Iman Manavitehrani1, Ali Fathi2, Dax Calder3, Aaron Schindeler1,4, Fariba Dehghani1

 

1The University of Sydney, School of Chemical and Biomolecular Engineering, Sydney, Australia
2Trimph Technology Pty Ltd. Australian Technology Park, Sydney, Australia
3The University of Western Australia, Perth, Australia
4Orthopaedic Research & Biotechnology, The Children’s Hospital at Westmead, Westmead, 2145, Australia,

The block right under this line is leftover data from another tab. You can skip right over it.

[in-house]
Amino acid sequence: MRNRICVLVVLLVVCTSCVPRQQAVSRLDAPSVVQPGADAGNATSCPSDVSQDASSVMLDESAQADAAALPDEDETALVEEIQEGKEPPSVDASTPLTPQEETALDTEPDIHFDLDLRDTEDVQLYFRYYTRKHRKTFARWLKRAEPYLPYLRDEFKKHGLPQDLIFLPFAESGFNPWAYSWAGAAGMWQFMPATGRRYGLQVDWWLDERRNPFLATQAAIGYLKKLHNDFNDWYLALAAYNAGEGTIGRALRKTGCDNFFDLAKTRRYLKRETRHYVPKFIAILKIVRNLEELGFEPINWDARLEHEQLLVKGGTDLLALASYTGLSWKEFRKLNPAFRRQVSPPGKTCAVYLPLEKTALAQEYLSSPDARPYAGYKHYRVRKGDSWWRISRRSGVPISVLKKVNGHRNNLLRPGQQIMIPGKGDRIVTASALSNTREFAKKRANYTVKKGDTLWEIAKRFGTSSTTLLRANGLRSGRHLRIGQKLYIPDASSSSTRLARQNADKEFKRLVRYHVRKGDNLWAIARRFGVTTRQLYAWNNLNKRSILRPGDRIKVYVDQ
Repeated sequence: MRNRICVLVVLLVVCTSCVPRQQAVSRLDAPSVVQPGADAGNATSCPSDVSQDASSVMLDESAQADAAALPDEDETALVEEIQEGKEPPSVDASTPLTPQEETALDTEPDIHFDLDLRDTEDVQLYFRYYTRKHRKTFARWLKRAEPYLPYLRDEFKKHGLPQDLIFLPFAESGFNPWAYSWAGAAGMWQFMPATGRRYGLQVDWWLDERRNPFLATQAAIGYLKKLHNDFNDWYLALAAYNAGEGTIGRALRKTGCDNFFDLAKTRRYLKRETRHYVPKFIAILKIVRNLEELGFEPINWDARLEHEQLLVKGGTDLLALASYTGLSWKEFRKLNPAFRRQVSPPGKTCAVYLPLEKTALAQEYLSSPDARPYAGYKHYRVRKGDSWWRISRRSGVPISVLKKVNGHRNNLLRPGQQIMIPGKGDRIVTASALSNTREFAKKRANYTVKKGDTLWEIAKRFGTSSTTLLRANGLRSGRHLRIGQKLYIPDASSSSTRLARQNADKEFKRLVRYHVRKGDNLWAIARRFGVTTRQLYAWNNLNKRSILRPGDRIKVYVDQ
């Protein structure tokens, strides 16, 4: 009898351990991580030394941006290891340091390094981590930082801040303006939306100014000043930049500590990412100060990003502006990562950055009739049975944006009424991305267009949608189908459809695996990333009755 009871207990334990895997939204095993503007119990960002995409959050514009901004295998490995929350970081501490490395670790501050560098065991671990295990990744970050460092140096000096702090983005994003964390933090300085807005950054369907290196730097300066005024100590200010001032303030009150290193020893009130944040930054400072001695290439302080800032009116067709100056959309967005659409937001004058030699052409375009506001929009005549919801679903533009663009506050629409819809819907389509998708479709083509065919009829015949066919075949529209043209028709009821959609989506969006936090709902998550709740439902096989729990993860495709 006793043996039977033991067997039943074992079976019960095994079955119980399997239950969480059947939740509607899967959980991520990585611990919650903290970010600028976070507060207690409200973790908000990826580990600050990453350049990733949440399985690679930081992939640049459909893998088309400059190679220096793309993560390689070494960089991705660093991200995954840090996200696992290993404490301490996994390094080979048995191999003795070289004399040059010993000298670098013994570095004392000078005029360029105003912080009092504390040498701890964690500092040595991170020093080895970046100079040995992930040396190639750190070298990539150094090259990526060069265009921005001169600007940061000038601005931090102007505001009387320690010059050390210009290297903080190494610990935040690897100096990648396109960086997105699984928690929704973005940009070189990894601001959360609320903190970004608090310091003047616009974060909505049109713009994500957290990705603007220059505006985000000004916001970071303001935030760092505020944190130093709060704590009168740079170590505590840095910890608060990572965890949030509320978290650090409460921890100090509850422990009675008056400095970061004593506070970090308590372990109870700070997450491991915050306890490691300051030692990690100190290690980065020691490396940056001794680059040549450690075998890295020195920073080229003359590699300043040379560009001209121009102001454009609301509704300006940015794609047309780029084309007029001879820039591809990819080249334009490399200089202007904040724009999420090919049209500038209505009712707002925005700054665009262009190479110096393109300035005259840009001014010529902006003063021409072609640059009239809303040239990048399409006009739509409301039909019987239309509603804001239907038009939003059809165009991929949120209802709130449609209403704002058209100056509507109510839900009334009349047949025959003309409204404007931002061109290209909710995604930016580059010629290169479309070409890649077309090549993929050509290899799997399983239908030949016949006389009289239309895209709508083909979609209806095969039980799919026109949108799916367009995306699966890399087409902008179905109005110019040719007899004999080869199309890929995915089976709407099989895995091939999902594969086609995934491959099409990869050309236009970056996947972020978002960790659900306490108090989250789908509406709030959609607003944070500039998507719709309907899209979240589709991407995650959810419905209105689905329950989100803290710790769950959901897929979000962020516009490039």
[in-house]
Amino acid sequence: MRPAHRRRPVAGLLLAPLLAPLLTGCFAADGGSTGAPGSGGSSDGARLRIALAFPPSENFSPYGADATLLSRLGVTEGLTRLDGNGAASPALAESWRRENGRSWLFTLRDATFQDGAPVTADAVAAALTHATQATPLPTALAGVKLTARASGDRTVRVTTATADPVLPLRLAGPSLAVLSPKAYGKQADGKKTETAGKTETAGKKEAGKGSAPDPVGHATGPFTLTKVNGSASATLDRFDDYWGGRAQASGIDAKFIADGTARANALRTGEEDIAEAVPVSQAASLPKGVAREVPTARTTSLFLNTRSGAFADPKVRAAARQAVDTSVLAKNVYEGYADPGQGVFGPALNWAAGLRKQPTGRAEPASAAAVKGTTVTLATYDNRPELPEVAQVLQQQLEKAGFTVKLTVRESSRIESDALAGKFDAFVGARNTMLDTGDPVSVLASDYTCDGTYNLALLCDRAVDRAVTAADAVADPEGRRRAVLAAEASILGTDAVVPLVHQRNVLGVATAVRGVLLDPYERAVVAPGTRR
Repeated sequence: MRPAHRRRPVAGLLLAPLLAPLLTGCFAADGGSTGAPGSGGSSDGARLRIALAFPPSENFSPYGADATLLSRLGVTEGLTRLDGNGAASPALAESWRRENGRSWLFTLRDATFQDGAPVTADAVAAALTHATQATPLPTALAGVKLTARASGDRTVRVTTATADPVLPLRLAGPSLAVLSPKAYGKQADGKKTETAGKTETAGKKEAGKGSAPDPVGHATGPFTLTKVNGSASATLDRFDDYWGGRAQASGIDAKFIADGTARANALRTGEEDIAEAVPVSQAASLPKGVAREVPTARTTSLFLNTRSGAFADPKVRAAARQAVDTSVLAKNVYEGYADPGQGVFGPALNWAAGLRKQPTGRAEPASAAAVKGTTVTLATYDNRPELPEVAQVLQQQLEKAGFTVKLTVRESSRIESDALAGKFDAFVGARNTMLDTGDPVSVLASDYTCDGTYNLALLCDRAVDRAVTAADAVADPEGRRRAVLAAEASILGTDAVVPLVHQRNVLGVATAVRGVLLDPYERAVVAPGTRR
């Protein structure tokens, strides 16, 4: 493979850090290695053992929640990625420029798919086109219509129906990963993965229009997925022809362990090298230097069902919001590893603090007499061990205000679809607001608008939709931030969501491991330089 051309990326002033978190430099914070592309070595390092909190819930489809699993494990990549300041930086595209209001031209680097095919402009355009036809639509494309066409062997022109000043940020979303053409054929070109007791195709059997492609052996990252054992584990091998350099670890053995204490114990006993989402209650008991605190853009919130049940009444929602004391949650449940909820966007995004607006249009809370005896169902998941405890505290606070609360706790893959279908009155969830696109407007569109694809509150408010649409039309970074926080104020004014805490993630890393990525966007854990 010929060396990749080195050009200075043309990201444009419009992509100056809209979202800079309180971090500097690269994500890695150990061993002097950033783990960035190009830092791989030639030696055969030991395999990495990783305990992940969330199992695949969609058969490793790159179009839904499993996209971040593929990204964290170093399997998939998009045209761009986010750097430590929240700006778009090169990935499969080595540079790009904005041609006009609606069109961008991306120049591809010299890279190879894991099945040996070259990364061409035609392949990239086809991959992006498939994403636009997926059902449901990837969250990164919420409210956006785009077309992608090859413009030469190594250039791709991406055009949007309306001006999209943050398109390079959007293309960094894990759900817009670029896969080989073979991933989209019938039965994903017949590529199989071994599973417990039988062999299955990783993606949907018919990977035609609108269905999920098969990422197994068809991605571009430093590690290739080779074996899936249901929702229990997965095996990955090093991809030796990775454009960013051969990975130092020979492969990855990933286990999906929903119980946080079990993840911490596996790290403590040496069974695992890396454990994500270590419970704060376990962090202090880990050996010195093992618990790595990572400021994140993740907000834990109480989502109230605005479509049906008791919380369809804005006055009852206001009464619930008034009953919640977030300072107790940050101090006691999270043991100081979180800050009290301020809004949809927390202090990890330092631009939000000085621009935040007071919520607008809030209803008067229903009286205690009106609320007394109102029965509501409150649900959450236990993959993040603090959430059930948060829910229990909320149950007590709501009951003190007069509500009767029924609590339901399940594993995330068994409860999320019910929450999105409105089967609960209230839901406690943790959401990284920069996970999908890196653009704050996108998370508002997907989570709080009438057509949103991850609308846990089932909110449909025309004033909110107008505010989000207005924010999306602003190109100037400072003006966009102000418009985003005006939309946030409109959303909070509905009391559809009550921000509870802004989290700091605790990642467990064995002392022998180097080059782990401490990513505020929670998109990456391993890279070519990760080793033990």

The explantation surgery of an implanted prosthesis often causes clinical complications, and the patient suffers from the countless post-surgical symptoms such as infection and the lack of mobility. This issue has been clinically addressed using biodegradable polymers such as poly(lactic acid) with favourable physical and biological properties. However, the acidic degradation of these polymers causes delays in the tissue regeneration process and necrosis. We attempted to address this issue by developing new classes of biomaterials. For example, we introduce a biodegradable material based on poly(propylene carbonate) (PPC) and starch with benign degradation by-products that is only water and carbon dioxide. This polymer has superior characteristics compared with other polyesters. The results of in vitro and in vivo studies endorsed the biocompatibility of this polymer blends. In addition, we observed in vivo osseointegration effects of this implant in a rat hemiarthroplasty model.  Therefore, this product is superior for orthopaedic fixation implantation. In yet another study we synthesized a thermo-responsive hydrogel with the capacity to chemically bond with primary amine groups of proteins. This hydrogel has favourable gelation time that can be used as an injectable material for delivery of active compounds.  The results of in vitro and in vivo studies show that this hydrogel is biocompatible with tunable mechanical properties and adhesiveness that make them suitable for broad range of musculoskeletal tissue repair.  Our recent clinical study demonstrate that this hydrogel can be used successfully for socket preservation.